Indigenous | Lake Horowhenua

Muaupoko protests against Lake Horowhenua’s exemption from national water standards

Horowhenua Lake Trust and Muaupoko Tribal Authority members are still fighting to protect and clean up Lake Horowhenua/Punahau near Levin.

They staged a protest at the Court of Appeal in Wellington against a 10-year exemption of Lake Horowhenua/Punahau from the national freshwater standards, which regulate the health and ecosystems of freshwater.

Under the National Policy Statement on Fresh Water Management 2020, the lake is to be exempt due to the area being a critical vegetable-growing region. Excessive nitrogen and phosphates are a key issue for Lake Horowhenua, one of the country’s most polluted waterways.

The court is hearing an appeal by the Horowhenua Lake Trust and Muaupoko Tribal Authority this week seeking a judicial review of the issue.

Muaupoko spokesman Dean Wilson says the iwi has been dealing with issues that affect their ability to make decisions on their own for centuries and over the past year the iwi has seen the impacts of the water quality on wildlife.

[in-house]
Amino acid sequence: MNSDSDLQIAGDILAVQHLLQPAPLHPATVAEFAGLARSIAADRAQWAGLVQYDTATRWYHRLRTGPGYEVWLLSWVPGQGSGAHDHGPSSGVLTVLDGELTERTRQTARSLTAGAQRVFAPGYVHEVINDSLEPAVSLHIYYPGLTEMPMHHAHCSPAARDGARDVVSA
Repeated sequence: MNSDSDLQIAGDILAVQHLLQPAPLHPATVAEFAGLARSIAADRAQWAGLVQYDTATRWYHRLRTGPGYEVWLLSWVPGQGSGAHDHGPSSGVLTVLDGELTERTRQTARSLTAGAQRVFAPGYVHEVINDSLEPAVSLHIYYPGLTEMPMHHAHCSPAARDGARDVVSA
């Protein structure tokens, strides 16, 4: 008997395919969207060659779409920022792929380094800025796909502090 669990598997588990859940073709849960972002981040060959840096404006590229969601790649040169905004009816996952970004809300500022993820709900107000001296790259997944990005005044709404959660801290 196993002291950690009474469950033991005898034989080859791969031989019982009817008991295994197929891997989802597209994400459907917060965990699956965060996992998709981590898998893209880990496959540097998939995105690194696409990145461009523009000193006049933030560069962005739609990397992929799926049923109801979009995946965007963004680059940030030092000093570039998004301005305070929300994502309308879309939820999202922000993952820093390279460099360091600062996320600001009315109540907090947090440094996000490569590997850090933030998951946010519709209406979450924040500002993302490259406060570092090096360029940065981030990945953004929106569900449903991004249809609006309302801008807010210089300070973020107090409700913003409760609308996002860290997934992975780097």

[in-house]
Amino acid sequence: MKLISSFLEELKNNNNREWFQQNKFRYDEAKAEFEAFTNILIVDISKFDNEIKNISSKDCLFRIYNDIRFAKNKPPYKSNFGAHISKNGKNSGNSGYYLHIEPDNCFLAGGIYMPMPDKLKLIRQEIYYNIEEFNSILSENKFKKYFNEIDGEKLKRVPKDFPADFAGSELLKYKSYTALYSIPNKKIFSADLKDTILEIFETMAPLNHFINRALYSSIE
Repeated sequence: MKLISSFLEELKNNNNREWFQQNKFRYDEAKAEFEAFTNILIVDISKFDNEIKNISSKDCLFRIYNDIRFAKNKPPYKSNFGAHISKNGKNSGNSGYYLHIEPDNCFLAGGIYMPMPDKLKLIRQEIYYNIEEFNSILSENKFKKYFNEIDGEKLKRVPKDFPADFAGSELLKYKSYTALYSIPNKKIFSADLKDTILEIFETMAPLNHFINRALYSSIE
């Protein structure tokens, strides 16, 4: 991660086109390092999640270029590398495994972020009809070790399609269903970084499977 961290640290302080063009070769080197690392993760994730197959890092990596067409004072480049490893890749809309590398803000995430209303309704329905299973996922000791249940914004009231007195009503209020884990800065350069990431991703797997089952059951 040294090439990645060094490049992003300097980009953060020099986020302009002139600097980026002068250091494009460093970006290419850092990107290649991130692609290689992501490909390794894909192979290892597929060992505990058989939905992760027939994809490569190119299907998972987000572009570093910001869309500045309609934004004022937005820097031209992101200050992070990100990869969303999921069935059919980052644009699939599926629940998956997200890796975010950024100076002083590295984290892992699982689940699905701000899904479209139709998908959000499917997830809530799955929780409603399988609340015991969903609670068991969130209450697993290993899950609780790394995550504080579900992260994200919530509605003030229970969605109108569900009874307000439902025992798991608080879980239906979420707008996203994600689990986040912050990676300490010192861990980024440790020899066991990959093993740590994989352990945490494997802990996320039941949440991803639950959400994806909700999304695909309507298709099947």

Crown’s obligation

“Muaupoko is of the belief that there is an obligation on the Crown to uphold the lake’s life force and to support the iwi.”

“Last year, between 2,000 and 5,000 birds and 1,200 tuna died at Punahau.”

Kelly Tahiwi, from Muaupoko, says Punahau is more than just a lake and she says the Crown has already admitted breaches to the Treaty of Waitangi.

“Punahau is our life force, our sustenance, and our storehouse of knowledge.”

“They have already acknowledged that they have breached the kaitiakitanga of our taonga, Punahau, which has already been acknowledged in our priority report for the Waitangi tribunal.T